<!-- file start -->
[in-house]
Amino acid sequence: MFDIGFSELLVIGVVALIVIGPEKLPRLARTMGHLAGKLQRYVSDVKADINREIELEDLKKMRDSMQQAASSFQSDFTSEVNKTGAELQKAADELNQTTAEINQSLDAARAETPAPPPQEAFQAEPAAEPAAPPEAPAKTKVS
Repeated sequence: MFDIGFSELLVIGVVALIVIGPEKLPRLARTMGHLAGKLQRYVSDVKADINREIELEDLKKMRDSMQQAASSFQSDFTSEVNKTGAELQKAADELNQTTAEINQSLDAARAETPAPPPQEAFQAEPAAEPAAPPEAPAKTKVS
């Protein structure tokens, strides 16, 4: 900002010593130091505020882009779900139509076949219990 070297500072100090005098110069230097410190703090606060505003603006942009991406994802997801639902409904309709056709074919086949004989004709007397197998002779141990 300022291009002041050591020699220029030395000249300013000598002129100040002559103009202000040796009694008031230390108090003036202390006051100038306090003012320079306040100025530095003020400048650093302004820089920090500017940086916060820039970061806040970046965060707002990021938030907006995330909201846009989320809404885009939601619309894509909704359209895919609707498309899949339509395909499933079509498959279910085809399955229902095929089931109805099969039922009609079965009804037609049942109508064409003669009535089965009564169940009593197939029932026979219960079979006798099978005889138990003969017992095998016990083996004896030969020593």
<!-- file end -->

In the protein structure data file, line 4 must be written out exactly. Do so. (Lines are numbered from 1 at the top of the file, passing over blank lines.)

């Protein structure tokens, strides 16, 4: 900002010593130091505020882009779900139509076949219990 070297500072100090005098110069230097410190703090606060505003603006942009991406994802997801639902409904309709056709074919086949004989004709007397197998002779141990 300022291009002041050591020699220029030395000249300013000598002129100040002559103009202000040796009694008031230390108090003036202390006051100038306090003012320079306040100025530095003020400048650093302004820089920090500017940086916060820039970061806040970046965060707002990021938030907006995330909201846009989320809404885009939601619309894509909704359209895919609707498309899949339509395909499933079509498959279910085809399955229902095929089931109805099969039922009609079965009804037609049942109508064409003669009535089965009564169940009593197939029932026979219960079979006798099978005889138990003969017992095998016990083996004896030969020593």